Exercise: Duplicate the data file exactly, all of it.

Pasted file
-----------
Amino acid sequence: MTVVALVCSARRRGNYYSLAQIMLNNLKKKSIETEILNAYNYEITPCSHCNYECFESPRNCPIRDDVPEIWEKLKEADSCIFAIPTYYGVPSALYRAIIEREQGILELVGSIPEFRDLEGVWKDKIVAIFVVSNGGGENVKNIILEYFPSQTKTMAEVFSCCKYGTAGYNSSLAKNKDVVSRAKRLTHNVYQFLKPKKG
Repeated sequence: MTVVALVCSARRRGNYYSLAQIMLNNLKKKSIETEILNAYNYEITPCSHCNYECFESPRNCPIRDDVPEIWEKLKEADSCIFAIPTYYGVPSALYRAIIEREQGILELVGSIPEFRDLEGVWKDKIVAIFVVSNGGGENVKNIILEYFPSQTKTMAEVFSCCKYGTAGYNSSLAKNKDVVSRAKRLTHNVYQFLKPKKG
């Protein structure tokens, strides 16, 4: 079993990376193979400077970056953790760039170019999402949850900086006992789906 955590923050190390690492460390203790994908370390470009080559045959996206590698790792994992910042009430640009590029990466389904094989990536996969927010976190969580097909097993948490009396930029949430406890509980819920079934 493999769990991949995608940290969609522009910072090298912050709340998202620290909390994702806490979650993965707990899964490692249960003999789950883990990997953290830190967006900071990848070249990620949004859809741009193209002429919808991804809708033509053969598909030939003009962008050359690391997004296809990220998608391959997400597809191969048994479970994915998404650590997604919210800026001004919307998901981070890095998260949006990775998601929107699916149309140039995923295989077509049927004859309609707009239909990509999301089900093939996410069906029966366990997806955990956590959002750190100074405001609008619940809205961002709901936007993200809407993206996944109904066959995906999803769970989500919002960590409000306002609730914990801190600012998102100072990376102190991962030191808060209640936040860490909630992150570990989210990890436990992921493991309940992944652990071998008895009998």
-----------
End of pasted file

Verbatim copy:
Amino acid sequence: MTVVALVCSARRRGNYYSLAQIMLNNLKKKSIETEILNAYNYEITPCSHCNYECFESPRNCPIRDDVPEIWEKLKEADSCIFAIPTYYGVPSALYRAIIEREQGILELVGSIPEFRDLEGVWKDKIVAIFVVSNGGGENVKNIILEYFPSQTKTMAEVFSCCKYGTAGYNSSLAKNKDVVSRAKRLTHNVYQFLKPKKG
Repeated sequence: MTVVALVCSARRRGNYYSLAQIMLNNLKKKSIETEILNAYNYEITPCSHCNYECFESPRNCPIRDDVPEIWEKLKEADSCIFAIPTYYGVPSALYRAIIEREQGILELVGSIPEFRDLEGVWKDKIVAIFVVSNGGGENVKNIILEYFPSQTKTMAEVFSCCKYGTAGYNSSLAKNKDVVSRAKRLTHNVYQFLKPKKG
């Protein structure tokens, strides 16, 4: 079993990376193979400077970056953790760039170019999402949850900086006992789906 955590923050190390690492460390203790994908370390470009080559045959996206590698790792994992910042009430640009590029990466389904094989990536996969927010976190969580097909097993948490009396930029949430406890509980819920079934 493999769990991949995608940290969609522009910072090298912050709340998202620290909390994702806490979650993965707990899964490692249960003999789950883990990997953290830190967006900071990848070249990620949004859809741009193209002429919808991804809708033509053969598909030939003009962008050359690391997004296809990220998608391959997400597809191969048994479970994915998404650590997604919210800026001004919307998901981070890095998260949006990775998601929107699916149309140039995923295989077509049927004859309609707009239909990509999301089900093939996410069906029966366990997806955990956590959002750190100074405001609008619940809205961002709901936007993200809407993206996944109904066959995906999803769970989500919002960590409000306002609730914990801190600012998102100072990376102190991962030191808060209640936040860490909630992150570990989210990890436990992921493991309940992944652990071998008895009998």